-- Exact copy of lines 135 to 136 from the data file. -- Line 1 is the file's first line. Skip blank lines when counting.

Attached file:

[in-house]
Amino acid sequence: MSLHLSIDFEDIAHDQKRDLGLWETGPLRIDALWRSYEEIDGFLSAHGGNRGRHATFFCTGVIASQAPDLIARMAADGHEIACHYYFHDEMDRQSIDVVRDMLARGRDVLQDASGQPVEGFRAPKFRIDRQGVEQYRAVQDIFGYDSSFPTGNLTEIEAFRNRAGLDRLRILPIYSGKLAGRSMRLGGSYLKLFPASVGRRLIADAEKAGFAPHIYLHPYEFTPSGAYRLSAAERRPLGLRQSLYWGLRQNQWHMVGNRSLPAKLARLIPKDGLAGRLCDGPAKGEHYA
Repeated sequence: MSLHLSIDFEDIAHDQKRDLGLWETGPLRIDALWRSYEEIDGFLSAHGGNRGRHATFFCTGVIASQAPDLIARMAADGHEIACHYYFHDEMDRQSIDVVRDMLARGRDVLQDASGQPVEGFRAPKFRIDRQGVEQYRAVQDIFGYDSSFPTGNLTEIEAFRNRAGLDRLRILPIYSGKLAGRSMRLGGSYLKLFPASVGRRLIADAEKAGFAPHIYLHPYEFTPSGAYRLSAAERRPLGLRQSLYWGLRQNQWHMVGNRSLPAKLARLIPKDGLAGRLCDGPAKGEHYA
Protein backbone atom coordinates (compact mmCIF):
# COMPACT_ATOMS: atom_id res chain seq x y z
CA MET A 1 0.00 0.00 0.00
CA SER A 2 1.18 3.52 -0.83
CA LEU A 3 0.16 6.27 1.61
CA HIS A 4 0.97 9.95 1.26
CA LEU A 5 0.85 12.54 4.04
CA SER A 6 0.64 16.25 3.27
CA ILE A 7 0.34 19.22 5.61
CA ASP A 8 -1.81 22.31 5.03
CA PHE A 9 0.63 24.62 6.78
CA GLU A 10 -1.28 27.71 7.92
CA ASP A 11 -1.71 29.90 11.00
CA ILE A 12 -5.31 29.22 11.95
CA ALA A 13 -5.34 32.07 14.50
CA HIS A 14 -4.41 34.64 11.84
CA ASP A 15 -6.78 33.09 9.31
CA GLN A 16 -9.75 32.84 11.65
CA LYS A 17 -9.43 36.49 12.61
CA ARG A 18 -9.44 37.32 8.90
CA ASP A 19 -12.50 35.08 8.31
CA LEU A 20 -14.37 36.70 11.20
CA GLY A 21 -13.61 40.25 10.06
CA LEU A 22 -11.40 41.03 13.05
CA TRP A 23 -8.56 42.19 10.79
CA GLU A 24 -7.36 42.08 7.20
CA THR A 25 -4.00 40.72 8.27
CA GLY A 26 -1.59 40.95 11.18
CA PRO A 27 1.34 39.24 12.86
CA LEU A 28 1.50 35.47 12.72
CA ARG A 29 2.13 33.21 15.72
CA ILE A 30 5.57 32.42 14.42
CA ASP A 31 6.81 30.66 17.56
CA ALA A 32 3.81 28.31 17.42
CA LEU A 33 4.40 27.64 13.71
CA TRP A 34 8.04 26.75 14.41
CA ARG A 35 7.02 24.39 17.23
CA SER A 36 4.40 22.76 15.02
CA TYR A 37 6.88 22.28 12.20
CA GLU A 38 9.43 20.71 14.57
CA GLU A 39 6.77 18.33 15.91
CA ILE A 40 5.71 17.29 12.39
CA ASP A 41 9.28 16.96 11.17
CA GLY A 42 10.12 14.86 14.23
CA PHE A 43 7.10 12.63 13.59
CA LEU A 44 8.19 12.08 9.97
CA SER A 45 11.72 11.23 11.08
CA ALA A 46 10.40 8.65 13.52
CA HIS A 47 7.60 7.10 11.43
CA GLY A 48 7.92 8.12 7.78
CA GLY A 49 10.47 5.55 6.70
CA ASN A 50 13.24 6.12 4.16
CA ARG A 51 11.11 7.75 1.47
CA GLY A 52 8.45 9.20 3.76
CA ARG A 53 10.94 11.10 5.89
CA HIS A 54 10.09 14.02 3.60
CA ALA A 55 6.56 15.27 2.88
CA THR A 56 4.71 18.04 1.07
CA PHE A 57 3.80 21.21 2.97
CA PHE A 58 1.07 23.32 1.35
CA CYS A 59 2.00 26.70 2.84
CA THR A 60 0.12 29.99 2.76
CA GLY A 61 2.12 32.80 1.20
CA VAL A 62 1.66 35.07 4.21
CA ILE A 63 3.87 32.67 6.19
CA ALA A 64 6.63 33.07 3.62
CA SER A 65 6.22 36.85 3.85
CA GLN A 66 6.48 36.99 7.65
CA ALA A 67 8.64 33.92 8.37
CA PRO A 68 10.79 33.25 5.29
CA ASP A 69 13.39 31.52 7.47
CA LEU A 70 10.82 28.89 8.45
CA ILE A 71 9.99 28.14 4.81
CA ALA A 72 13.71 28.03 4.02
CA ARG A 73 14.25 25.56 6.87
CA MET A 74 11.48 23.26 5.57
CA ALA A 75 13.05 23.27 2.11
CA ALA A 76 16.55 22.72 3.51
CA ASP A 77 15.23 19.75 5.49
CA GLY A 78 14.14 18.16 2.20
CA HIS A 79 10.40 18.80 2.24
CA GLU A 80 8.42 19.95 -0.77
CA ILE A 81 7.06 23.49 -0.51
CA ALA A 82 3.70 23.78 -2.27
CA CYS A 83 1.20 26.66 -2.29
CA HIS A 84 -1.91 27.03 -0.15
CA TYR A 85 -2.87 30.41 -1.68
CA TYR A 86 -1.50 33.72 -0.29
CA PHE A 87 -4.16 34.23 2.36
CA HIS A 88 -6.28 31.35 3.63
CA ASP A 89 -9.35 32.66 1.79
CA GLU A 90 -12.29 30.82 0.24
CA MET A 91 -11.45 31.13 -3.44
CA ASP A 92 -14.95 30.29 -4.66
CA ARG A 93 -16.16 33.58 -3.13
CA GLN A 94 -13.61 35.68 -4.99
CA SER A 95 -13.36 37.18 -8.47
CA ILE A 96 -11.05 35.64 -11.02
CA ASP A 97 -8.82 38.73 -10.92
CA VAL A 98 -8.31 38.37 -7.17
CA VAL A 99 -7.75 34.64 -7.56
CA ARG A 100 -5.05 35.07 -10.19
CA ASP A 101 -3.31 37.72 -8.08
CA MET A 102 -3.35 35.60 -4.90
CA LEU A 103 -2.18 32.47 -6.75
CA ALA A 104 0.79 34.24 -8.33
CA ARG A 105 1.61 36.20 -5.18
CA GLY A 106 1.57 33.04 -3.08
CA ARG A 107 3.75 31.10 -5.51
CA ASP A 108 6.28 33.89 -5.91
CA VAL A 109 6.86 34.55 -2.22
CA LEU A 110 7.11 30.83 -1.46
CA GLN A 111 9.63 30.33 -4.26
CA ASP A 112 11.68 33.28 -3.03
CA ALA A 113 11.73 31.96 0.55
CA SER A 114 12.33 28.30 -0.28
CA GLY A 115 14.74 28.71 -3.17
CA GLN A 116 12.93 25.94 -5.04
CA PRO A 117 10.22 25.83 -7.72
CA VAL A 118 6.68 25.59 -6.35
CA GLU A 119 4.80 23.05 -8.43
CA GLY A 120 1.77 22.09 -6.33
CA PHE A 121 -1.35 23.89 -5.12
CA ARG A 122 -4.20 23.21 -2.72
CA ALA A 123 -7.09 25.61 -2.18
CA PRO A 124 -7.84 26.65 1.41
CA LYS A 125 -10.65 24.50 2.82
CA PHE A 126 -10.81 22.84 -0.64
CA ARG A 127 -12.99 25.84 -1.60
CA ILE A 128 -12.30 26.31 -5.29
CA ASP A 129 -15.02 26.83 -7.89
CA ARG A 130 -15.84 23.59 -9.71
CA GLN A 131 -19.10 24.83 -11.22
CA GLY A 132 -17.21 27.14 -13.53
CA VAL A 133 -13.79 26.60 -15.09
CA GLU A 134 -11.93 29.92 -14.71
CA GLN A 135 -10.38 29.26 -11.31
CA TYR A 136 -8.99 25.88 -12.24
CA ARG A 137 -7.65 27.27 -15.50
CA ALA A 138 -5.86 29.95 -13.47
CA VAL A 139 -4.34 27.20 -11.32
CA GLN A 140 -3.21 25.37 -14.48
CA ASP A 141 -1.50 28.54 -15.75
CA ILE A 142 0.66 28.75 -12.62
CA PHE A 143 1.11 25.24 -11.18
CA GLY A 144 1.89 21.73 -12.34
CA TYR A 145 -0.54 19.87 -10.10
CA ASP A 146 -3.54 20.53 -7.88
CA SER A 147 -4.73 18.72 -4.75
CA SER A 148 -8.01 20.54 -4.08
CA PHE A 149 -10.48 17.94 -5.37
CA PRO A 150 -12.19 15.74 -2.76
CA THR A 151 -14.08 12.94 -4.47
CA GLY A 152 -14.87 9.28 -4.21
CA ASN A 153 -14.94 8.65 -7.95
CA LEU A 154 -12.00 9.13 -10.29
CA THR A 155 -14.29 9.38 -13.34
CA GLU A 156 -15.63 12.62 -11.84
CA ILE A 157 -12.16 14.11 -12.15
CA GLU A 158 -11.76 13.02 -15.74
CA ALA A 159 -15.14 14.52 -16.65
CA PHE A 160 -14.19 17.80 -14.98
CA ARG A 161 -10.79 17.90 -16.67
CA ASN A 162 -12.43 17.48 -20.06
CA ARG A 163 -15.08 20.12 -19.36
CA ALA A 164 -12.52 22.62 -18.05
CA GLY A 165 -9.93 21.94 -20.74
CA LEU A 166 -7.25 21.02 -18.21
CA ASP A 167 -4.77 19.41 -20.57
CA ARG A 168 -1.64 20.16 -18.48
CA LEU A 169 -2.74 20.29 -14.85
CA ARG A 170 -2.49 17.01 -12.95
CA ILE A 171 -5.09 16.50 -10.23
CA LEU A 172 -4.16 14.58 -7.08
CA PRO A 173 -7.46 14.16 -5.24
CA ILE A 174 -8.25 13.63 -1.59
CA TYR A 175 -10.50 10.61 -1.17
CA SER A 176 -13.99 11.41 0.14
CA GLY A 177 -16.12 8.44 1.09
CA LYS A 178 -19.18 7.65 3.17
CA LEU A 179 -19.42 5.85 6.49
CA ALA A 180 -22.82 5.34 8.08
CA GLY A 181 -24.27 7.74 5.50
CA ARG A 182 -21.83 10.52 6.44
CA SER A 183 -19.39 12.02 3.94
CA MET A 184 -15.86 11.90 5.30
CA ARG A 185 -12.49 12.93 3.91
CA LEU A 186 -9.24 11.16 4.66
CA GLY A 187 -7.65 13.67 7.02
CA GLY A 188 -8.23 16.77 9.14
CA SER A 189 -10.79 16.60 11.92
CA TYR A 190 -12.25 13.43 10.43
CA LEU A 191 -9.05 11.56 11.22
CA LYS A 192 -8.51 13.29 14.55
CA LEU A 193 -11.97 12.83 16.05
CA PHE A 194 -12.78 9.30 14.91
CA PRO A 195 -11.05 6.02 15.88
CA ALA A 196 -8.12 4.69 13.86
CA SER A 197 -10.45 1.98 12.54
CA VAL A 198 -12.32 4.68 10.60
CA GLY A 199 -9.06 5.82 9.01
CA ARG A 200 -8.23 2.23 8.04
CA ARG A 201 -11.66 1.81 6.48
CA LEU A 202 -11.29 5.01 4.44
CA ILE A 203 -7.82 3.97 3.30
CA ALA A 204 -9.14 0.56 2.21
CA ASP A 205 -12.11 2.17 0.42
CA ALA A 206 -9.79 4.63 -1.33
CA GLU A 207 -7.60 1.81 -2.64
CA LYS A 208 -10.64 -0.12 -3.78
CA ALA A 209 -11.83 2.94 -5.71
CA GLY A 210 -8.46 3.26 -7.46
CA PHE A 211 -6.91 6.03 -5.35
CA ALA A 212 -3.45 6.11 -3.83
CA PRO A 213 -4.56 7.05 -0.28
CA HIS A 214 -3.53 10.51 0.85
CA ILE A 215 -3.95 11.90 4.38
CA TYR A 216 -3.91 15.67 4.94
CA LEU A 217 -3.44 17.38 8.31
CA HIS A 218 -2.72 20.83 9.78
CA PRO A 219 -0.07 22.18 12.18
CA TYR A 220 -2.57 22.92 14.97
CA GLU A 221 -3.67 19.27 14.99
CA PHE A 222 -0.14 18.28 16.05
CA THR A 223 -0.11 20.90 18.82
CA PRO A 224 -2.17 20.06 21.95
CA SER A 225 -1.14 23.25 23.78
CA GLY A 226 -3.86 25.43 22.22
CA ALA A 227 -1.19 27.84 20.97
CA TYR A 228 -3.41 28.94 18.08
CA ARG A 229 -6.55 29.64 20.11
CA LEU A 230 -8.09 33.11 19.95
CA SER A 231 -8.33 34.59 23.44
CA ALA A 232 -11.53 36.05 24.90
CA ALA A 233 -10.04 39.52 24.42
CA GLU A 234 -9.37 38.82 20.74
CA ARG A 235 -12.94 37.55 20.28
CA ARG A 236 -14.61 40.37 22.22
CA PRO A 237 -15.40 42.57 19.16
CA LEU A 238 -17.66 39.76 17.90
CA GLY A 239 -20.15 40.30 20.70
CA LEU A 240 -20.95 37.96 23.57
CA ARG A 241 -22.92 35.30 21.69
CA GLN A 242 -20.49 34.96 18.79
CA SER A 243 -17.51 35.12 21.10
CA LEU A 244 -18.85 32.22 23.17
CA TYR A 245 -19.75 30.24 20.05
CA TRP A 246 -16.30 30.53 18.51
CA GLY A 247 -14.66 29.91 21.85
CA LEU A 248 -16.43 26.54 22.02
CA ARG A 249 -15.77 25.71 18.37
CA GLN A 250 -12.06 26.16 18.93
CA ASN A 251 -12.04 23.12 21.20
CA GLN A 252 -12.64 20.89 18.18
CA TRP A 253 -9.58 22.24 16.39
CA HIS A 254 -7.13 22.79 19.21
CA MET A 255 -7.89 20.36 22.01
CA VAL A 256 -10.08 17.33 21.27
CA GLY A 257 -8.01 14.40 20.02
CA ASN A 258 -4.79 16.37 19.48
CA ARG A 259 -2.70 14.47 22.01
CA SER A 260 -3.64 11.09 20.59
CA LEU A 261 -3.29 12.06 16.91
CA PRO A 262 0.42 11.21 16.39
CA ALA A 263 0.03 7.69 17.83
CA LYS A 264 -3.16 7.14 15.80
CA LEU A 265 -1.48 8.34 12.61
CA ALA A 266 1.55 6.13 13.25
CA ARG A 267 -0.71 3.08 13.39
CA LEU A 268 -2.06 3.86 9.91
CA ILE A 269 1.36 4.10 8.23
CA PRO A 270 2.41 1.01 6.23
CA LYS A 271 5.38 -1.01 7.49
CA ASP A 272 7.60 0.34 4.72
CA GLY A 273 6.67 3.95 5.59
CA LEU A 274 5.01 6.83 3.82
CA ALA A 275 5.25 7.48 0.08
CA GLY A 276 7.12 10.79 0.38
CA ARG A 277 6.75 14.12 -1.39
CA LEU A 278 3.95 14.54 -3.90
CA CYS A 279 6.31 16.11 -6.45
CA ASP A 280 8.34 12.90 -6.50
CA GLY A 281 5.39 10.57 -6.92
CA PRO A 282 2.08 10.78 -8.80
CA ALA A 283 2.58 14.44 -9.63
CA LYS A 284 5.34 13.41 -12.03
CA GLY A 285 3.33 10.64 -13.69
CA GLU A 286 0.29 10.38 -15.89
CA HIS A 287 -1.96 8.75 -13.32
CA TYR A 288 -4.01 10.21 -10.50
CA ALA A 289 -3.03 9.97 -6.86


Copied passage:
CA ARG A 130 -15.84 23.59 -9.71
CA GLN A 131 -19.10 24.83 -11.22